Rationale: Nicotine and alcohol each can serve as the gateway to other drugs. Objective The current study was sought to determine if prior nicotine and alcohol exposure alters amphetamine reward and if age and dopaminergic neurotransmission are involved. Methods: Male and female adolescent and adult C57BL/6J mice were tested for baseline place preference, received six conditioning with saline/nicotine (0.25 mg/kg) twice daily followed by six conditioning with saline/ethanol (2 g/kg) in a counterbalance manner. Control mice were conditioned with saline/saline throughout. Finally, mice were conditioned with amphetamine (3 mg/kg) once in the nicotine-alcohol-paired chamber and then tested for CPP 24 h later. The following day, mice were challenged with amphetamine (1 mg/kg) and tested for CPP under a drugged state. Mice were then immediately euthanized, brain removed and nucleus accumbens isolated and processed for the expression of dopamine receptors and transporter, and glutamate receptors. Results: We observed a greater amphetamine-induced CPP in adolescent than adult mice but no change in state-dependent CPP between the two age groups. In contrast, amphetamine-induced CPP in mice with prior nicotine-alcohol exposure was greater in adult than adolescent mice under both drug-free and drugged states. The enhanced response in adult mice was associated with greater expression of dopamine-transporter, reduced D2 receptors, and increased D1 receptors with no changes in glutamate receptors. Conclusions: These results suggest that prior nicotine and alcohol exposure differentially alters the rewarding action of amphetamine in adult and adolescent mice and alterations in dopaminergic neurotransmission may be involved in this phenotype.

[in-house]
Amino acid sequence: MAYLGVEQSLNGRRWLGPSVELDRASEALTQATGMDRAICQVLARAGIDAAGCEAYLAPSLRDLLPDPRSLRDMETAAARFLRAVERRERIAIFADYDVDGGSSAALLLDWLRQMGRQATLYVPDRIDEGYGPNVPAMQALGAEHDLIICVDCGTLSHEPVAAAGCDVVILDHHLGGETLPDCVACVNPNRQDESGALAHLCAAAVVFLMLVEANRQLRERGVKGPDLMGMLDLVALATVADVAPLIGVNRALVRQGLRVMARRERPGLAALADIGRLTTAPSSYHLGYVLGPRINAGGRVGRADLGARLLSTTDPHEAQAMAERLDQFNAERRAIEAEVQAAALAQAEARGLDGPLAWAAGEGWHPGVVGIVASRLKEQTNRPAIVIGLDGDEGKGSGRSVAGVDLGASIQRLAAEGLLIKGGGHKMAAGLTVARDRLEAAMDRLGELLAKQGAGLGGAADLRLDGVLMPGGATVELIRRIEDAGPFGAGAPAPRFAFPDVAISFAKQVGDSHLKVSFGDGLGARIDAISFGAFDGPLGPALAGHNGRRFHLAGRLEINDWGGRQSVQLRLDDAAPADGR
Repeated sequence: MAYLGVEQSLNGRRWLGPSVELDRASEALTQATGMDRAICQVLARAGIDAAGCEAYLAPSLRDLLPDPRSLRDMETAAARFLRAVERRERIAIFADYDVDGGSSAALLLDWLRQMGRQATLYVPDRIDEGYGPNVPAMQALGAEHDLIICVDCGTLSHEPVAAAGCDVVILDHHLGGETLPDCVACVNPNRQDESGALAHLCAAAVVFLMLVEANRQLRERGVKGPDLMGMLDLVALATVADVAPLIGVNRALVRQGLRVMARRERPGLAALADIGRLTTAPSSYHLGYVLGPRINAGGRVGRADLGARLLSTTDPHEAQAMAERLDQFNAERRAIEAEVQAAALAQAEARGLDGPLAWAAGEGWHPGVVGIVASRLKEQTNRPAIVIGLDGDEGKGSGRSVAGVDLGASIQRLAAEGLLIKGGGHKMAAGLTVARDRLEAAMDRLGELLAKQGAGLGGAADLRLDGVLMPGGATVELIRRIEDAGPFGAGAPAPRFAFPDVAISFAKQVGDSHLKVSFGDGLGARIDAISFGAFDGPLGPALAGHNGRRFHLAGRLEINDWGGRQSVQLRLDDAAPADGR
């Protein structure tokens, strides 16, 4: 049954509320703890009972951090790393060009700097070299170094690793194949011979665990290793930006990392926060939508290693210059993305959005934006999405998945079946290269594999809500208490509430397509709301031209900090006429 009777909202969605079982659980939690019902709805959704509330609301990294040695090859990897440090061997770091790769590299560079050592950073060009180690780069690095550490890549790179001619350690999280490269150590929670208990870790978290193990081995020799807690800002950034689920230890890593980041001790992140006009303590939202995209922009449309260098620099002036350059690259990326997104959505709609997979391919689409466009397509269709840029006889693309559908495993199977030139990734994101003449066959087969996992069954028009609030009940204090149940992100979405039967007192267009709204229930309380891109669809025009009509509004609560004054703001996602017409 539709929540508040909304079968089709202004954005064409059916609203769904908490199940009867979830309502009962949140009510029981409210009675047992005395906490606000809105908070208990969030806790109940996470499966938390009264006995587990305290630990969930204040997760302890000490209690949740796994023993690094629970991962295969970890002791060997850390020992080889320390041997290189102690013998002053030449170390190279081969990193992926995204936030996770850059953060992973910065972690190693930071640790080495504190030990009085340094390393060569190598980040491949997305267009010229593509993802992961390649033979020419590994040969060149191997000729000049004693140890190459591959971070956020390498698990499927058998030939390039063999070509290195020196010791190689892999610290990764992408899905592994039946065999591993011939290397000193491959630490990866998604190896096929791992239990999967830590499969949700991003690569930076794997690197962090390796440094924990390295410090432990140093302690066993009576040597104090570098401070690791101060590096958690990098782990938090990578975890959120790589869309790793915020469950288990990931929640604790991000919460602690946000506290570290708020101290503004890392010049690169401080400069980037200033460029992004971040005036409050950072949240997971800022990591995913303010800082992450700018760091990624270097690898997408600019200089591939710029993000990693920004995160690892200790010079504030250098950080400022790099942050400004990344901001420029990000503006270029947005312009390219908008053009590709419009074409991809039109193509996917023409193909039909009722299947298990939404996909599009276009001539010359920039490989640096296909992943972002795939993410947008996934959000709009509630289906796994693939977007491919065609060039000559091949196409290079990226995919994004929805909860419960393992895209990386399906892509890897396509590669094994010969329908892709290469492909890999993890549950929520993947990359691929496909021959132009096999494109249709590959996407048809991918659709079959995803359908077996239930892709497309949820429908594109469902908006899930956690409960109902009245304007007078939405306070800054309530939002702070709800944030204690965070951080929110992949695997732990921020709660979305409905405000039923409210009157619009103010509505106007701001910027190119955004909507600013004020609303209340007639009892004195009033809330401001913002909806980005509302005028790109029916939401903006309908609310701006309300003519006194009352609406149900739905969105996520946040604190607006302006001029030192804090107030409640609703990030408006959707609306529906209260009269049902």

bioRxiv Subject Collection: Neuroscience